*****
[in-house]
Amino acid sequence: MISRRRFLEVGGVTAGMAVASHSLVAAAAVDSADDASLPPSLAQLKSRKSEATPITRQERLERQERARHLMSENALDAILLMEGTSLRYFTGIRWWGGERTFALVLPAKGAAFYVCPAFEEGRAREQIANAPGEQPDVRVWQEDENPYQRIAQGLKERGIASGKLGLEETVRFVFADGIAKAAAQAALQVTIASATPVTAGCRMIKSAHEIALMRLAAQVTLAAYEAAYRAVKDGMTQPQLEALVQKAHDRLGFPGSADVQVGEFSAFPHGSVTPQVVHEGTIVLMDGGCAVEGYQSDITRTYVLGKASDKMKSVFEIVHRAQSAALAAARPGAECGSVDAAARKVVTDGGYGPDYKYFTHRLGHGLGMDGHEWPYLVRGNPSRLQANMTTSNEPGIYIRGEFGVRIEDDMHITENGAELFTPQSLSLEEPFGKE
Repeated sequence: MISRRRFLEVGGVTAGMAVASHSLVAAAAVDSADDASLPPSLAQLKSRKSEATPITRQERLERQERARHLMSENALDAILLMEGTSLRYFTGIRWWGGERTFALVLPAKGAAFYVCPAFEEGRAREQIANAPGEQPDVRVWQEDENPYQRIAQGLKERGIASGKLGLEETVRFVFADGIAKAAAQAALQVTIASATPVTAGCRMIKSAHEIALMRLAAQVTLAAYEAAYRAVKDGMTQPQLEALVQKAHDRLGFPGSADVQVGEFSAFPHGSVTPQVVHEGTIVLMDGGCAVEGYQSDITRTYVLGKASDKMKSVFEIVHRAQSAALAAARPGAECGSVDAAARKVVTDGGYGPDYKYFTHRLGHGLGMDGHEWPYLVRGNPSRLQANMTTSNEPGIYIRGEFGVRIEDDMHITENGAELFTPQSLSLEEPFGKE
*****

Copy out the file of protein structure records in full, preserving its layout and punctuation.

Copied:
[in-house]
Amino acid sequence: MISRRRFLEVGGVTAGMAVASHSLVAAAAVDSADDASLPPSLAQLKSRKSEATPITRQERLERQERARHLMSENALDAILLMEGTSLRYFTGIRWWGGERTFALVLPAKGAAFYVCPAFEEGRAREQIANAPGEQPDVRVWQEDENPYQRIAQGLKERGIASGKLGLEETVRFVFADGIAKAAAQAALQVTIASATPVTAGCRMIKSAHEIALMRLAAQVTLAAYEAAYRAVKDGMTQPQLEALVQKAHDRLGFPGSADVQVGEFSAFPHGSVTPQVVHEGTIVLMDGGCAVEGYQSDITRTYVLGKASDKMKSVFEIVHRAQSAALAAARPGAECGSVDAAARKVVTDGGYGPDYKYFTHRLGHGLGMDGHEWPYLVRGNPSRLQANMTTSNEPGIYIRGEFGVRIEDDMHITENGAELFTPQSLSLEEPFGKE
Repeated sequence: MISRRRFLEVGGVTAGMAVASHSLVAAAAVDSADDASLPPSLAQLKSRKSEATPITRQERLERQERARHLMSENALDAILLMEGTSLRYFTGIRWWGGERTFALVLPAKGAAFYVCPAFEEGRAREQIANAPGEQPDVRVWQEDENPYQRIAQGLKERGIASGKLGLEETVRFVFADGIAKAAAQAALQVTIASATPVTAGCRMIKSAHEIALMRLAAQVTLAAYEAAYRAVKDGMTQPQLEALVQKAHDRLGFPGSADVQVGEFSAFPHGSVTPQVVHEGTIVLMDGGCAVEGYQSDITRTYVLGKASDKMKSVFEIVHRAQSAALAAARPGAECGSVDAAARKVVTDGGYGPDYKYFTHRLGHGLGMDGHEWPYLVRGNPSRLQANMTTSNEPGIYIRGEFGVRIEDDMHITENGAELFTPQSLSLEEPFGKE